Otto Bayer, who was not related to the family that founded the Bayer Group, was born in Frankfurt am Main on November 4, 1902. There he began his study of chemistry, which he concluded in 1924 with a doctorate. His tutor was the famous chemist Julius von Braun, who arranged his first job in an industrial facility — at the Cassella Farbwerke of I.G. Farbenindustrie — following Bayer's two-year period as a research assistant.
After Bayer had registered his first research achievements in the field of vat and sulfur dyes and in the lightfastness of dyestuffs, he was unexpectedly appointed to the management of the department in 1931. This was followed only two years later by another surprising career move of major significance: he was transferred to Bayer in Leverkusen, where he became head of the Central Scientific Laboratory. Although Otto Bayer was only 32 years old at the time and the youngest member of the team, he soon succeeded in making a name for himself.
In Leverkusen he was exposed to completely new fields of research, such as rubber chemistry, pharmaceutical research and crop protection. Otto Bayer's greatest achievement was ultimately the invention of polyurethane chemistry. The principle of polyaddition using diisocyanates is based on his research, yet at first, his closest colleagues were very skeptical. Although the production of macromolecular structures was already a line of research that held promise for the future, Otto Bayer's basic idea of mixing small volumes of chemical substances together to obtain dry foam materials was seen as unrealistic. But after numerous technical difficulties, Bayer eventually succeeded in synthesizing polyurethane foam. It was to take 10 more years of development work before customized materials could be manufactured on the basis of his invention.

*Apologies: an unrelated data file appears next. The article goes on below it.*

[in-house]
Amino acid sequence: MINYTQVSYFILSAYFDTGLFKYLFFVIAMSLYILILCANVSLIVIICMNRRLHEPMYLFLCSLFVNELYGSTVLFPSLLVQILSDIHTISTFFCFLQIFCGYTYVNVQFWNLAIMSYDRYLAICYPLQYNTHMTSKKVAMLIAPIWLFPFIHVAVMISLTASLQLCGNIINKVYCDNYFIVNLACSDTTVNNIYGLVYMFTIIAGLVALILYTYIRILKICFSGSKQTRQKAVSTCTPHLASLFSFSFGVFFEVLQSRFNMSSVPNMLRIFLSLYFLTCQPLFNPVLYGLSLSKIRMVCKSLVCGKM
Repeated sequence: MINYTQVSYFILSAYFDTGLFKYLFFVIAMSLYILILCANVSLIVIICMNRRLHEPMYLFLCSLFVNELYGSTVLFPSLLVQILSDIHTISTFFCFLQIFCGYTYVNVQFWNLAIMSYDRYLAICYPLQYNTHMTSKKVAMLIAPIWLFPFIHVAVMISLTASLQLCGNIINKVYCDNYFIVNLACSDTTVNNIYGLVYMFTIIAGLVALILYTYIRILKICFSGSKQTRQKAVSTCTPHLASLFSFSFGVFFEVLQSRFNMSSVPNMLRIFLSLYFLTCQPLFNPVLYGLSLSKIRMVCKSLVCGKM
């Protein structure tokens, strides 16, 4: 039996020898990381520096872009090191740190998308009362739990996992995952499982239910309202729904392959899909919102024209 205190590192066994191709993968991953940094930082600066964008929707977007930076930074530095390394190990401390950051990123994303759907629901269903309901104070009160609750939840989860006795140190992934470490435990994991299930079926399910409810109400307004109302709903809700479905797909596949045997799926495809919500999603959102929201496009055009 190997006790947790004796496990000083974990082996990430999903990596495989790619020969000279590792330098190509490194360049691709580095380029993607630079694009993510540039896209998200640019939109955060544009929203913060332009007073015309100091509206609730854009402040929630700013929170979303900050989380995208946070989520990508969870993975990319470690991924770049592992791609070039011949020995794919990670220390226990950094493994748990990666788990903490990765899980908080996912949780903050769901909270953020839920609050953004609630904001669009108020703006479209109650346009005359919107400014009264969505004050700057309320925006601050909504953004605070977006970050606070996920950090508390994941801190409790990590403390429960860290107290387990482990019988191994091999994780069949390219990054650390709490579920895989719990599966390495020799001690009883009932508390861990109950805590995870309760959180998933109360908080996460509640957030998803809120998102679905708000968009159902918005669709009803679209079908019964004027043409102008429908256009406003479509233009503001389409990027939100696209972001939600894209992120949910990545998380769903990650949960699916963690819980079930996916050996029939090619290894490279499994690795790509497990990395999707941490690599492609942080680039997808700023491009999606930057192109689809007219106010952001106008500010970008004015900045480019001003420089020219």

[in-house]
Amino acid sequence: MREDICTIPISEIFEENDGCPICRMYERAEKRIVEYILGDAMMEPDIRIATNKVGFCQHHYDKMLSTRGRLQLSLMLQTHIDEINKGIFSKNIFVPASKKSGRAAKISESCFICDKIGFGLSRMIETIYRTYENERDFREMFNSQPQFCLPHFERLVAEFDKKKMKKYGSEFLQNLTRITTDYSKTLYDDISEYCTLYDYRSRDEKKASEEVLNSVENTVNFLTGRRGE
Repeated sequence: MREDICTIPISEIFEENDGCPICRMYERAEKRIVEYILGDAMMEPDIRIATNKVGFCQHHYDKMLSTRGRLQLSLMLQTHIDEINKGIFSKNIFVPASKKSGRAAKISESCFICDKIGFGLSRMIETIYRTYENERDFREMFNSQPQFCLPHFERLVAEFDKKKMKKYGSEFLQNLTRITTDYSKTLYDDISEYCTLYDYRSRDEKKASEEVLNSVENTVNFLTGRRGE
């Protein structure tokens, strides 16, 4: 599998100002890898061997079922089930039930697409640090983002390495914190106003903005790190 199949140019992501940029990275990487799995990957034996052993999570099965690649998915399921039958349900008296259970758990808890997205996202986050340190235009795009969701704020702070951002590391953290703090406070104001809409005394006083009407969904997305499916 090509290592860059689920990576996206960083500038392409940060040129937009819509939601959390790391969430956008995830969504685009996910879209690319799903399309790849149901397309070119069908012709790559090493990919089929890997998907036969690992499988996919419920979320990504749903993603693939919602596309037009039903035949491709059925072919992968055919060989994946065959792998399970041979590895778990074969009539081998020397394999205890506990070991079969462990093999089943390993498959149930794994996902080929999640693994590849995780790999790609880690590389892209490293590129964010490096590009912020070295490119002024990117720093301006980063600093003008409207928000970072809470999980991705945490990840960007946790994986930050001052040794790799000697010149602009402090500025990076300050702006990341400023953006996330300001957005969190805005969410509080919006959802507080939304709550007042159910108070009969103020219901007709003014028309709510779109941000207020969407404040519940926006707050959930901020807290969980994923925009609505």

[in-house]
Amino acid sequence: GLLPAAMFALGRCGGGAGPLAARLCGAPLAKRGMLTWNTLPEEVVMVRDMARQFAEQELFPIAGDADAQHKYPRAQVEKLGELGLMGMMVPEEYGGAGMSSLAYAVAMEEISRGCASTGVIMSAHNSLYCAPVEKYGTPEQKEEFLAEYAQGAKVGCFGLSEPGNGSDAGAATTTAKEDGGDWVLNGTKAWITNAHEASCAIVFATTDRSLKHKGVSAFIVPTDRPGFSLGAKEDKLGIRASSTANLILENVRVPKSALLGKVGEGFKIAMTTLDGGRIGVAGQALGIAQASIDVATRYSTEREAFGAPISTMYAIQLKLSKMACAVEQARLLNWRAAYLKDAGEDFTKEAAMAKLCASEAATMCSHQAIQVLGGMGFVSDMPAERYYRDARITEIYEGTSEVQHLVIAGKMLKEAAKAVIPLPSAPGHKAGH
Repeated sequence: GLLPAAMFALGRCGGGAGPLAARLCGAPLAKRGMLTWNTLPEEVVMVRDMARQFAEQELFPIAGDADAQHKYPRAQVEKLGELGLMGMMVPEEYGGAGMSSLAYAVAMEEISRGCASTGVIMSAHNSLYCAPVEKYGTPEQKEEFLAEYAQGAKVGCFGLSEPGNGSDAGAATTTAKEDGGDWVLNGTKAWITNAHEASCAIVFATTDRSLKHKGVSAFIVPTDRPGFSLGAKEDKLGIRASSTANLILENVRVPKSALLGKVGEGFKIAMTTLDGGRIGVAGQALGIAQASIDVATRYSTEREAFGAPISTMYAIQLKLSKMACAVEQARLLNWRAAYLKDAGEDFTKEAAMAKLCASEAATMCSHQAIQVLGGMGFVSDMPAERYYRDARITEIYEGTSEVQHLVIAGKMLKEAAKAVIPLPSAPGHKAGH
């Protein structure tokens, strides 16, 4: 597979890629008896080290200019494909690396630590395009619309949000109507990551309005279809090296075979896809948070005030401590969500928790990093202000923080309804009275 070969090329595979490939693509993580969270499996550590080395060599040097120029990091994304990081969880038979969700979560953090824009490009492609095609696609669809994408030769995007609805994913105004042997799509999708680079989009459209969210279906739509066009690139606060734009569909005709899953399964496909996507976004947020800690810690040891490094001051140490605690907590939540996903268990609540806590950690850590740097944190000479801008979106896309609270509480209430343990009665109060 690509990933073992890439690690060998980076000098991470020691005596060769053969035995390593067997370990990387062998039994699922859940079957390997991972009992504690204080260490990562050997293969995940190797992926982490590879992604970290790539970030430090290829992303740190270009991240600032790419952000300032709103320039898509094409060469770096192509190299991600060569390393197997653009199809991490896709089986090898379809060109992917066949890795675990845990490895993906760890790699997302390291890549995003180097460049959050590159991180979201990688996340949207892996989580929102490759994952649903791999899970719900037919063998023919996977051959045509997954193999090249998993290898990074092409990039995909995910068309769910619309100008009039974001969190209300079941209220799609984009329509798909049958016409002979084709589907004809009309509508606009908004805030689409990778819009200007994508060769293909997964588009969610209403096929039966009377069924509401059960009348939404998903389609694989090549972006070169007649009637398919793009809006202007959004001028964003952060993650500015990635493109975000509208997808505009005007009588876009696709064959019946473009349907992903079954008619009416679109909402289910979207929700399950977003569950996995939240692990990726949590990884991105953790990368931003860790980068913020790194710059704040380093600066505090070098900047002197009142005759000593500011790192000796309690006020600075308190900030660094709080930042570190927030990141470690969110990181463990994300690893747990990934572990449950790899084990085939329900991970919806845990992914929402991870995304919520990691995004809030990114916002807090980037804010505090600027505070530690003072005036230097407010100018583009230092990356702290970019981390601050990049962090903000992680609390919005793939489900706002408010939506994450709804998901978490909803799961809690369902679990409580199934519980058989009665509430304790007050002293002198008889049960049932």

Otto Bayer influenced the development of this versatile family of plastics for many years until his death at the age of nearly 80. Thanks to the chemical and entrepreneurial achievements of the inventor of polyurethanes, the Bayer Group still holds a large share of the world market for these materials.